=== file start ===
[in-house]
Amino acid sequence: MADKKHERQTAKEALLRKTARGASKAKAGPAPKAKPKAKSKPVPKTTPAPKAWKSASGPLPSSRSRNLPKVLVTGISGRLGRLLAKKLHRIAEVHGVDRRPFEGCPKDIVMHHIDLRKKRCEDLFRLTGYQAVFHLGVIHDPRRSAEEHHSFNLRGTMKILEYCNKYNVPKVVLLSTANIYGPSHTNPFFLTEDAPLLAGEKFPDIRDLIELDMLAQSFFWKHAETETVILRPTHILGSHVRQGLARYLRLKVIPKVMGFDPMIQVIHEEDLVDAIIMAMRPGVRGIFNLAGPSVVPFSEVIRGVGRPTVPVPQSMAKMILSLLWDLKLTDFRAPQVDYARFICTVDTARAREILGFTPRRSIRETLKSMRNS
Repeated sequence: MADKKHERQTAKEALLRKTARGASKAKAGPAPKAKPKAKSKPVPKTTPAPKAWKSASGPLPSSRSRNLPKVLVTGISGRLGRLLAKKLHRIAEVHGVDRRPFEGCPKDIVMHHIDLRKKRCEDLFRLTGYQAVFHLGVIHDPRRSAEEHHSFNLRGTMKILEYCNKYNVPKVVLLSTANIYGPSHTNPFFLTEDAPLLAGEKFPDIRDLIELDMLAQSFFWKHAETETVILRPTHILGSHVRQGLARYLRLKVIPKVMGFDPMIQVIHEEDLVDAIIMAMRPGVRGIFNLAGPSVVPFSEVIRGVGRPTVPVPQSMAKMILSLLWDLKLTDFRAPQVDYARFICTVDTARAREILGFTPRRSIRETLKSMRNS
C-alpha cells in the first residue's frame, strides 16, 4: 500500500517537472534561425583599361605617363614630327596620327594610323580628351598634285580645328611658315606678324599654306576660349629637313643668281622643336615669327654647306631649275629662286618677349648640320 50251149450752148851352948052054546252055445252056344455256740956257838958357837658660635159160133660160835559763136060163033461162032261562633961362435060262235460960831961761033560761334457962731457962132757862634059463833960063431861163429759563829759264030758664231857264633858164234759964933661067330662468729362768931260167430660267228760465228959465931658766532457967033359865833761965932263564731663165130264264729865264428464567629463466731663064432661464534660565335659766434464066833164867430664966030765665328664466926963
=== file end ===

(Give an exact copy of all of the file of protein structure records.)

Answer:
[in-house]
Amino acid sequence: MADKKHERQTAKEALLRKTARGASKAKAGPAPKAKPKAKSKPVPKTTPAPKAWKSASGPLPSSRSRNLPKVLVTGISGRLGRLLAKKLHRIAEVHGVDRRPFEGCPKDIVMHHIDLRKKRCEDLFRLTGYQAVFHLGVIHDPRRSAEEHHSFNLRGTMKILEYCNKYNVPKVVLLSTANIYGPSHTNPFFLTEDAPLLAGEKFPDIRDLIELDMLAQSFFWKHAETETVILRPTHILGSHVRQGLARYLRLKVIPKVMGFDPMIQVIHEEDLVDAIIMAMRPGVRGIFNLAGPSVVPFSEVIRGVGRPTVPVPQSMAKMILSLLWDLKLTDFRAPQVDYARFICTVDTARAREILGFTPRRSIRETLKSMRNS
Repeated sequence: MADKKHERQTAKEALLRKTARGASKAKAGPAPKAKPKAKSKPVPKTTPAPKAWKSASGPLPSSRSRNLPKVLVTGISGRLGRLLAKKLHRIAEVHGVDRRPFEGCPKDIVMHHIDLRKKRCEDLFRLTGYQAVFHLGVIHDPRRSAEEHHSFNLRGTMKILEYCNKYNVPKVVLLSTANIYGPSHTNPFFLTEDAPLLAGEKFPDIRDLIELDMLAQSFFWKHAETETVILRPTHILGSHVRQGLARYLRLKVIPKVMGFDPMIQVIHEEDLVDAIIMAMRPGVRGIFNLAGPSVVPFSEVIRGVGRPTVPVPQSMAKMILSLLWDLKLTDFRAPQVDYARFICTVDTARAREILGFTPRRSIRETLKSMRNS
C-alpha cells in the first residue's frame, strides 16, 4: 500500500517537472534561425583599361605617363614630327596620327594610323580628351598634285580645328611658315606678324599654306576660349629637313643668281622643336615669327654647306631649275629662286618677349648640320 50251149450752148851352948052054546252055445252056344455256740956257838958357837658660635159160133660160835559763136060163033461162032261562633961362435060262235460960831961761033560761334457962731457962132757862634059463833960063431861163429759563829759264030758664231857264633858164234759964933661067330662468729362768931260167430660267228760465228959465931658766532457967033359865833761965932263564731663165130264264729865264428464567629463466731663064432661464534660565335659766434464066833164867430664966030765665328664466926963